In the Collaborative Economy, the Crowd has Built a Car

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Above Image: The orange Wikispeed SGT01 Roadster: crowd-funded, crowd-designed, crowd-produced, hitting the streets in small batches now for $25k, oh, and it gets 100 miles per gallon.

What if I told you the next affordable, long range, fuel efficient vehicle might be assembled in your garage or built by your neighbors?  That’s what I was surprised to hear, when I learned about the Wikispeed auto project.

Wikispeed is a business that crowd sourced designs, production, development, and has created a SAE registered, road legal approved car the Wikispeed SGT01 Car, now on sale in limited quantities. This case example is part of my ongoing coverage of the collaborative economy, on how the crowd becomes a company.

I had the opportunity to meet Joe Justice (pic) of Wikispeed at the Aspen Institute, a center dedicated to the advancement of thinking, our roundtable has been focused on how institutions must innovate in the rapidly changing environment. I’ve shared elements of the Collaborative Economy research, which has been one of the under current themes at the event.


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Above: Wikispeed cars boast modularity, where individual components are assembled by crowd and shipped to a buyer’s garage to assemble. A car can quickly become a truck, by removing and replacing body.

What’s Wikispeed, it’s a project that taps into the crowd to design, create, manufacture, produce, and bring to market products. Their most notable project is producing a 100 mpg vehicle made of modular, interchangeable parts. Some findings of note about the Wikispeed project:

  • Like Wikipedia, a global set of experts are People are participating, in various levels of commitment.
  • They competed in XPrize challenge, against Tesla, Tata, and others
  • They’ve crash tested front and side impact tests, and created a suite of impact test simulations to test rapidly.
  • Design was crowdsourced, using Dropbox and Google apps like Groups, Hangout, Talk, Cal, Drive, and more.
  • Specifications are modular allowing interchangeable and fast assembly
  • Production Methodology is “Extreme Manufacturing”, bringing a new iteration of product every week. Like the agile software method deployed by many tech companies, a similar mindset of rapid iteration rather than long term planning has emerged at WikiSpeed.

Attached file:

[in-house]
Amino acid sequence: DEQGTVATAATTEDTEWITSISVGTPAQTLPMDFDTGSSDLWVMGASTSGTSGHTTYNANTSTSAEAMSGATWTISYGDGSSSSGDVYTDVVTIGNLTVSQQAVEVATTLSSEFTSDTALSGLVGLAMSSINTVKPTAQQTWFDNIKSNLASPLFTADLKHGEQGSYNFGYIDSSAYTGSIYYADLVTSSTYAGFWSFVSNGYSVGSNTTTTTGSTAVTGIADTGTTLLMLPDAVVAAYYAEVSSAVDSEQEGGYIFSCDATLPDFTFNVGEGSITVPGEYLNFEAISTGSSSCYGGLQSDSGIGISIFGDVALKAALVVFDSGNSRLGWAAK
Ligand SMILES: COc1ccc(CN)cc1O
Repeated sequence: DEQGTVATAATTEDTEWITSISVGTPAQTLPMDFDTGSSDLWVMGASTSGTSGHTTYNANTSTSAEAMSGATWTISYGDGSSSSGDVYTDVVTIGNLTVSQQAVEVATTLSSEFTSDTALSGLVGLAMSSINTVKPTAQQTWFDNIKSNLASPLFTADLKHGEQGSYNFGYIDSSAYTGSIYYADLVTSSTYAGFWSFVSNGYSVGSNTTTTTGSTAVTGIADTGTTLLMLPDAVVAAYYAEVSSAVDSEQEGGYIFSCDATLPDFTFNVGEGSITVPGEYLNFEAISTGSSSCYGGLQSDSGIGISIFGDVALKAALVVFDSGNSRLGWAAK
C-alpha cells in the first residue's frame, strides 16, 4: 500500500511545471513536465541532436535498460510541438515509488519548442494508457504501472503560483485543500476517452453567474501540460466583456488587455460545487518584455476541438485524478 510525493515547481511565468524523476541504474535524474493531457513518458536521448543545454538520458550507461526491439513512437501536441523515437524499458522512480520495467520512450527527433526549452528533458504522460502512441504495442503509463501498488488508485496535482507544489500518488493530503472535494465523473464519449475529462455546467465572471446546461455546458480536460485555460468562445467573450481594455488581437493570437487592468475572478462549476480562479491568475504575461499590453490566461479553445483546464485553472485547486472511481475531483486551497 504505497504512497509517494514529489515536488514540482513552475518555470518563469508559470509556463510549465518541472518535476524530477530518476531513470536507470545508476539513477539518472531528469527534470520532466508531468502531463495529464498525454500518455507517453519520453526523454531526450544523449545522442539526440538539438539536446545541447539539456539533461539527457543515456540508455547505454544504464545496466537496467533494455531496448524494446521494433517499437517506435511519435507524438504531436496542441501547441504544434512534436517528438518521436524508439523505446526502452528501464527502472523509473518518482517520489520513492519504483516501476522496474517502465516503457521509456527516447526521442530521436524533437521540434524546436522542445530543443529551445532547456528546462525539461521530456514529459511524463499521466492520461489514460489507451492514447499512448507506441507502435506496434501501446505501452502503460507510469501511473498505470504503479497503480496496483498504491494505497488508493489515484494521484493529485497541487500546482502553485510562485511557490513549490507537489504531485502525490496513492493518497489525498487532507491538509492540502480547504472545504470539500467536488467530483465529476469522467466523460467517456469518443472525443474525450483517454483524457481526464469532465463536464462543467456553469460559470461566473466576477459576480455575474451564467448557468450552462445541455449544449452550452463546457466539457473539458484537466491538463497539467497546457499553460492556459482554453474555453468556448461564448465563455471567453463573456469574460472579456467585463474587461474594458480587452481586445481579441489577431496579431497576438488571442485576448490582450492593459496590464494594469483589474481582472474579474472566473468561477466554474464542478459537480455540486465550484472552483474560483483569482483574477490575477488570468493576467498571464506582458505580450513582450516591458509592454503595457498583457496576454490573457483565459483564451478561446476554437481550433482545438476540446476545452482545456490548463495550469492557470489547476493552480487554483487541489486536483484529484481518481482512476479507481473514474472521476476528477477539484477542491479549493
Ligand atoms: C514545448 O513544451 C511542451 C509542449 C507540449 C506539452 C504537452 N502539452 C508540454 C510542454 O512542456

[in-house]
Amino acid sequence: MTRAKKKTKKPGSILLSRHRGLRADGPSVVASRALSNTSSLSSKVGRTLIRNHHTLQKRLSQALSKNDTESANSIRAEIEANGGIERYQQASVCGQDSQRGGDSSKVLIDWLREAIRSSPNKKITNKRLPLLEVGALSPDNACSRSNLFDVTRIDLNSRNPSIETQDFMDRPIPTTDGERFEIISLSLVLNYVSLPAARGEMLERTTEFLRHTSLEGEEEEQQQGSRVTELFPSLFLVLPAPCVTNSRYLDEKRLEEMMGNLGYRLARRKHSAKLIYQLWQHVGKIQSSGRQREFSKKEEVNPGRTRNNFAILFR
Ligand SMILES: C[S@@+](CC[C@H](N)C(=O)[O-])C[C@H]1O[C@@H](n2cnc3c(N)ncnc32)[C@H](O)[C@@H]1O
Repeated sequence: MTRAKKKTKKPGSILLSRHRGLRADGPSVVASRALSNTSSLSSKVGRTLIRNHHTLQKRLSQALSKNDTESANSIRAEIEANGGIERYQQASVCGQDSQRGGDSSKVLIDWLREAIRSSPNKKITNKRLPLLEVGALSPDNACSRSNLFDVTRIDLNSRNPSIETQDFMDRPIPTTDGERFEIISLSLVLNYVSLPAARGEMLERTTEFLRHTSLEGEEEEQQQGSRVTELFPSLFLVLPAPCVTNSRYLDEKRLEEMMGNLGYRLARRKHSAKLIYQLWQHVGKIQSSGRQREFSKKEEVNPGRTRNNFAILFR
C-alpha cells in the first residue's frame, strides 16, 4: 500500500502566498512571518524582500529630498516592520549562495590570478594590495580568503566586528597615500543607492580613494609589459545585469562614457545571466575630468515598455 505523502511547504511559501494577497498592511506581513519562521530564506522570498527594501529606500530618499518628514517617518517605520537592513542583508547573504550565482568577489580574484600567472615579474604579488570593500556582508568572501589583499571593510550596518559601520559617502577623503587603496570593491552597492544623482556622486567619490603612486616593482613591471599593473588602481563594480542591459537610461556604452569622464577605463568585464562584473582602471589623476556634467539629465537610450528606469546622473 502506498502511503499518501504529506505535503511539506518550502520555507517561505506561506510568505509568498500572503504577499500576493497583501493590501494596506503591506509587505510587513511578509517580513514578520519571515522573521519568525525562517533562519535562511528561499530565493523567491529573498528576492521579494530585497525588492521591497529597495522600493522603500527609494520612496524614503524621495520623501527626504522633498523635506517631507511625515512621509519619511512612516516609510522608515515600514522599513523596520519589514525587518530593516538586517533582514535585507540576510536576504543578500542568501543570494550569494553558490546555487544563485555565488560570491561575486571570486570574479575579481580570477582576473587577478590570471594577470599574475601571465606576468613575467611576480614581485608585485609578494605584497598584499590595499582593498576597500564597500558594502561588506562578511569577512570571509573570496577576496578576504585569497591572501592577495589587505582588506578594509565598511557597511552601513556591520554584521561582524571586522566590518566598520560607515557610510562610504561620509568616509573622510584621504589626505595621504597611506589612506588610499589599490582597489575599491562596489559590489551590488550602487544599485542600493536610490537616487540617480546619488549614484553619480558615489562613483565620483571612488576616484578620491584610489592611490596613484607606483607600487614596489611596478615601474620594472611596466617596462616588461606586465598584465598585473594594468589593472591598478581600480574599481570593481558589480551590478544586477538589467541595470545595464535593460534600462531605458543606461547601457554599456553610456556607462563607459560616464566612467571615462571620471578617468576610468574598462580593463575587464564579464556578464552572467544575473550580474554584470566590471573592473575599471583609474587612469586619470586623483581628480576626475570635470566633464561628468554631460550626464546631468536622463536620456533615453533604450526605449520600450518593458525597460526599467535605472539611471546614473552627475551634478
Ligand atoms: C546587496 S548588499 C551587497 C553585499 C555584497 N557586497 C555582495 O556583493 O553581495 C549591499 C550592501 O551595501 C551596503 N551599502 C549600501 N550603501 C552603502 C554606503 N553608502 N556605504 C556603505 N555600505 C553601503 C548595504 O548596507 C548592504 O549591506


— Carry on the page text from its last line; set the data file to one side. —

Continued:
• Assembly of vehicles can happen anywhere, including in Joe’s Garage in Seattle
  • Car Specs: 100MPG, maximum speed is 149 MPH.  For safety, they’ve built for NHTSA and IIHS specifications and await official rankings
  • Features:  Airconditioning, Radio (but no cup holder), using a Honda engine, but they’ve built the housing so other engines could be used, as a modular component.
  • The car body can be quickly interchanged with a pickup truck body, allowing instant versatility.
  • Multiple forms of currency are accepted, including crowd created Bitcoins

Corporations at Risk as Crowd Becomes Empowered
From my perspective, the disruptions are coming at an accelerated pace, sharing, markers movement, augmented reality are quickly emerging. Companies who don’t adopt the Collaborative Economy  are at risk to being disrupted as their own customers start to develop their own products, build new services.  A natural reaction of most corporations is to battle these trends with legal, policy, and competitive measures such as deploying fear uncertainty and doubt, or combative marketing and sales measures.

Corporations and Crowd Have Complementary Resources
As the crowd starts to become like a company, it offers risks and opportunities for all corporations, although I prefer to focus in on opportunities.  In a broad stroke, corporations lack flexibility, the ability to customize for individual needs, and struggle at constant innovation. In general terms, the crowd lacks a trusted brand, mass production, an army of customers, resources, and mass distribution.  Together, they can create a new resilient organization that negates these weaknesses and that taps best of corporations and the crowd.

Together, Startups and Corporations must adopt Collaborative Economy Value Chain
Companies who want to avoid disruption and benefit from opportunity must follow the Collaborative Economy Value Chain (read the full report), which taps into new models of Company-as-a Service on demand offerings, motivating a marketplace for resell of goods and services, and provide a platform to allow customers to augment and enhance every business function in your company.

This was initially posted on Huffington Post, I cross-posted here.